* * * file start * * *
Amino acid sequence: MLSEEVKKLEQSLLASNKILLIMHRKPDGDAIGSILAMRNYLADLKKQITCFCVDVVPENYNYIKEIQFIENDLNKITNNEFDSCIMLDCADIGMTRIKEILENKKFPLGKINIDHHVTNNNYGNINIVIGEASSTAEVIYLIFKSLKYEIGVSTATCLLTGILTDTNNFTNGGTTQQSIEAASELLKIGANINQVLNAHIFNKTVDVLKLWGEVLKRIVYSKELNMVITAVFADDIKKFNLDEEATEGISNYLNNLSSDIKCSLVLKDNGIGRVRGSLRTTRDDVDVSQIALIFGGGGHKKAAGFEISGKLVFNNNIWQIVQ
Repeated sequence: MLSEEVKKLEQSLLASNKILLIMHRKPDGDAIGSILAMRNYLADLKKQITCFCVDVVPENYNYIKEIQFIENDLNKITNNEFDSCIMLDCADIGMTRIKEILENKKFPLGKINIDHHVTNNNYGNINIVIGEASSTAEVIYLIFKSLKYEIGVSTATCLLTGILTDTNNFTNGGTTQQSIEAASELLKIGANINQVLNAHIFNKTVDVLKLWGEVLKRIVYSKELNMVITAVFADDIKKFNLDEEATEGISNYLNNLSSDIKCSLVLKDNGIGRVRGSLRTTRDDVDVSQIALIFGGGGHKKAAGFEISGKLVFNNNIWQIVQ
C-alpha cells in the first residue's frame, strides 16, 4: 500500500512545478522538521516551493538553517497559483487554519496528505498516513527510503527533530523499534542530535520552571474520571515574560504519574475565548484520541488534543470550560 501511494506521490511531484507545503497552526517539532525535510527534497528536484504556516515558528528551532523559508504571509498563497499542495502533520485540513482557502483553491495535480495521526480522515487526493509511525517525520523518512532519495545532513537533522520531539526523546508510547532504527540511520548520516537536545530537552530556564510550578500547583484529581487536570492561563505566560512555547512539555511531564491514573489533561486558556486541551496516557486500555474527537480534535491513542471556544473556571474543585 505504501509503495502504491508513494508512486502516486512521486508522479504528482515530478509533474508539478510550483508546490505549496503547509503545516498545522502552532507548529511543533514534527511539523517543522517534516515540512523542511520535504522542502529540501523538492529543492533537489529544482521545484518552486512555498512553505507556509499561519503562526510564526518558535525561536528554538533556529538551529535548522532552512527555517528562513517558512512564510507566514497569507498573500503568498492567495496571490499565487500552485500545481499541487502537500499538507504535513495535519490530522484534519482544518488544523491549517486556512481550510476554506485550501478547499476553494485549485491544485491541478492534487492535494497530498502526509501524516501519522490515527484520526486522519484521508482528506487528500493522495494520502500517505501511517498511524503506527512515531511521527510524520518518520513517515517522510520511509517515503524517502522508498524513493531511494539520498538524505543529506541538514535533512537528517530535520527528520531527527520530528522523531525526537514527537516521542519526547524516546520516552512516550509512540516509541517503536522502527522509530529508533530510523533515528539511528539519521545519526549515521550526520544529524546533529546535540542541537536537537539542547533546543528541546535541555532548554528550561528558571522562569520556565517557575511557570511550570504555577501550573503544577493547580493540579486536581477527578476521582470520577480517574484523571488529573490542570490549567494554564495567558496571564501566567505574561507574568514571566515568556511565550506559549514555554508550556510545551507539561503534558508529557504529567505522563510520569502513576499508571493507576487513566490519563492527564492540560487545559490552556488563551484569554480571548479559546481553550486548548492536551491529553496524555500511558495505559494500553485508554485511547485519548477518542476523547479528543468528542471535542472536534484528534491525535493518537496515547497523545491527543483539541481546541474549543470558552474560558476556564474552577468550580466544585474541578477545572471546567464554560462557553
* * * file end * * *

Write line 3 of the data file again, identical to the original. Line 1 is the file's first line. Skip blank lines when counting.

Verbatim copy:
C-alpha cells in the first residue's frame, strides 16, 4: 500500500512545478522538521516551493538553517497559483487554519496528505498516513527510503527533530523499534542530535520552571474520571515574560504519574475565548484520541488534543470550560 501511494506521490511531484507545503497552526517539532525535510527534497528536484504556516515558528528551532523559508504571509498563497499542495502533520485540513482557502483553491495535480495521526480522515487526493509511525517525520523518512532519495545532513537533522520531539526523546508510547532504527540511520548520516537536545530537552530556564510550578500547583484529581487536570492561563505566560512555547512539555511531564491514573489533561486558556486541551496516557486500555474527537480534535491513542471556544473556571474543585 505504501509503495502504491508513494508512486502516486512521486508522479504528482515530478509533474508539478510550483508546490505549496503547509503545516498545522502552532507548529511543533514534527511539523517543522517534516515540512523542511520535504522542502529540501523538492529543492533537489529544482521545484518552486512555498512553505507556509499561519503562526510564526518558535525561536528554538533556529538551529535548522532552512527555517528562513517558512512564510507566514497569507498573500503568498492567495496571490499565487500552485500545481499541487502537500499538507504535513495535519490530522484534519482544518488544523491549517486556512481550510476554506485550501478547499476553494485549485491544485491541478492534487492535494497530498502526509501524516501519522490515527484520526486522519484521508482528506487528500493522495494520502500517505501511517498511524503506527512515531511521527510524520518518520513517515517522510520511509517515503524517502522508498524513493531511494539520498538524505543529506541538514535533512537528517530535520527528520531527527520530528522523531525526537514527537516521542519526547524516546520516552512516550509512540516509541517503536522502527522509530529508533530510523533515528539511528539519521545519526549515521550526520544529524546533529546535540542541537536537537539542547533546543528541546535541555532548554528550561528558571522562569520556565517557575511557570511550570504555577501550573503544577493547580493540579486536581477527578476521582470520577480517574484523571488529573490542570490549567494554564495567558496571564501566567505574561507574568514571566515568556511565550506559549514555554508550556510545551507539561503534558508529557504529567505522563510520569502513576499508571493507576487513566490519563492527564492540560487545559490552556488563551484569554480571548479559546481553550486548548492536551491529553496524555500511558495505559494500553485508554485511547485519548477518542476523547479528543468528542471535542472536534484528534491525535493518537496515547497523545491527543483539541481546541474549543470558552474560558476556564474552577468550580466544585474541578477545572471546567464554560462557553